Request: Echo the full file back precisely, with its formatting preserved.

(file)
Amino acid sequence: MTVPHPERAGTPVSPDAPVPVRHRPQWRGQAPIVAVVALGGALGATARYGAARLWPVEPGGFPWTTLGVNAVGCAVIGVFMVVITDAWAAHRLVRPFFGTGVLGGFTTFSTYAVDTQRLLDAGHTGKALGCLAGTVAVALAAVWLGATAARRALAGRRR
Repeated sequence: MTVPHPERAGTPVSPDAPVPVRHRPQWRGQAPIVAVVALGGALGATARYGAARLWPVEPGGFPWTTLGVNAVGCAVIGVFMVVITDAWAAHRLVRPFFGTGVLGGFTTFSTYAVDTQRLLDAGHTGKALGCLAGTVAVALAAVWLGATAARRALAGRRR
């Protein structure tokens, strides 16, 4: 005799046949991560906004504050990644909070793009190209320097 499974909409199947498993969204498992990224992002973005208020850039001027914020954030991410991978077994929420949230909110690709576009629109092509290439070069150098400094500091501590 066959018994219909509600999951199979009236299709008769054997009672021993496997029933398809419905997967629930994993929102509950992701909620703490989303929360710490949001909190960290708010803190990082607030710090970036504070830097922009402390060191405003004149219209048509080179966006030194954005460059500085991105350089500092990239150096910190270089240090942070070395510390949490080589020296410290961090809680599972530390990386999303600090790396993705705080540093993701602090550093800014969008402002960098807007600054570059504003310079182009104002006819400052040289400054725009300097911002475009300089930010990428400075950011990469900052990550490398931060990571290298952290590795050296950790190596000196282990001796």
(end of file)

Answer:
Amino acid sequence: MTVPHPERAGTPVSPDAPVPVRHRPQWRGQAPIVAVVALGGALGATARYGAARLWPVEPGGFPWTTLGVNAVGCAVIGVFMVVITDAWAAHRLVRPFFGTGVLGGFTTFSTYAVDTQRLLDAGHTGKALGCLAGTVAVALAAVWLGATAARRALAGRRR
Repeated sequence: MTVPHPERAGTPVSPDAPVPVRHRPQWRGQAPIVAVVALGGALGATARYGAARLWPVEPGGFPWTTLGVNAVGCAVIGVFMVVITDAWAAHRLVRPFFGTGVLGGFTTFSTYAVDTQRLLDAGHTGKALGCLAGTVAVALAAVWLGATAARRALAGRRR
């Protein structure tokens, strides 16, 4: 005799046949991560906004504050990644909070793009190209320097 499974909409199947498993969204498992990224992002973005208020850039001027914020954030991410991978077994929420949230909110690709576009629109092509290439070069150098400094500091501590 066959018994219909509600999951199979009236299709008769054997009672021993496997029933398809419905997967629930994993929102509950992701909620703490989303929360710490949001909190960290708010803190990082607030710090970036504070830097922009402390060191405003004149219209048509080179966006030194954005460059500085991105350089500092990239150096910190270089240090942070070395510390949490080589020296410290961090809680599972530390990386999303600090790396993705705080540093993701602090550093800014969008402002960098807007600054570059504003310079182009104002006819400052040289400054725009300097911002475009300089930010990428400075950011990469900052990550490398931060990571290298952290590795050296950790190596000196282990001796």